Towards the end of the season we had a few good snows, and in particular one race that was entirely on packed snow with some exposed ice. With the snow smoothing over the little bit of rough stuff on the course, I was able to drop pressures down to the very low 20s and come away with amazing traction. The tires grabbed the snow and ice, cleared quickly, remained stable cornering, and really only ever slipped on a high-speed tight sweeping turn of packed snow and ice over asphalt. The extra grip on the icy climbs and loose turns helped me to a season best finish, while I surprised a few guys who had been distancing me all season. To be fair, Shimano hydraulic disc brakes helped quite a bit as many racers had trouble with braking, but even then the discs let me leave braking to the last minute when the tires predictably gripped the snow and off-cambers. The only other time I remember having similar confidence on ice and snow had been training with file treads on the Tabor World Cup course when it was iced-over several years ago. This time I got the sense that the extra stability of the Pro sidewall was really what made the difference.

FMB_SSC_Slalom_Pro_33_cyclocross_tubular_tires_mud_buildup FMB_SSC_Slalom_Pro_33_cyclocross_tubular_tires_grassy_mud_buildup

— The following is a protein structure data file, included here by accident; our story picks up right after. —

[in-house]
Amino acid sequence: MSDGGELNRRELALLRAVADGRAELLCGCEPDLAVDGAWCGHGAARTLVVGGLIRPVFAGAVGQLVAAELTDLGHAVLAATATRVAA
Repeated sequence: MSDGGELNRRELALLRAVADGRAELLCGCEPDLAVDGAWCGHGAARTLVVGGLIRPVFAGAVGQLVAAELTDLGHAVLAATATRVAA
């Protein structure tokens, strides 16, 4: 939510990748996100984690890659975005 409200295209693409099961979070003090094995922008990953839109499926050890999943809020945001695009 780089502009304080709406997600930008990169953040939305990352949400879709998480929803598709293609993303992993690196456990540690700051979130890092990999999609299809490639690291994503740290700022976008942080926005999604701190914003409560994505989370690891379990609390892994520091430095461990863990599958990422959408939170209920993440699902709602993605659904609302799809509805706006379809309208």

The Slaloms weren’t all flawless though. The little Zs derived from the Super Muds gave me the confidence to give them a shot on a couple of heavy mud courses, one of which included a lot of slogging wet grass. While the tires had cleared themselves on a course with muddy sections (less than half muddy), when the whole course had mud the densely spaced center tread packed up in half a lap and stayed that way. Traction was OK for a while, but as more grass got packed in between the knobs they began to slip more and more. Cornering traction remained acceptable and the wider spaced edges stayed open a bit more, but straight lines in the mud were pretty much a slip-and-slide. Without a pit team to constantly clean the tires and the mud build-up on the frame, I swapped out mid-race to a proper mud tire, which didn’t magically eliminate slipping, but cleared enough to stay consistent the rest of the race. On the other race that was a bit wetter, and less heavy the Slaloms didn’t pack up as much, but the center tread was still too dense to dig through the slick top mud to find reliable straight-line traction.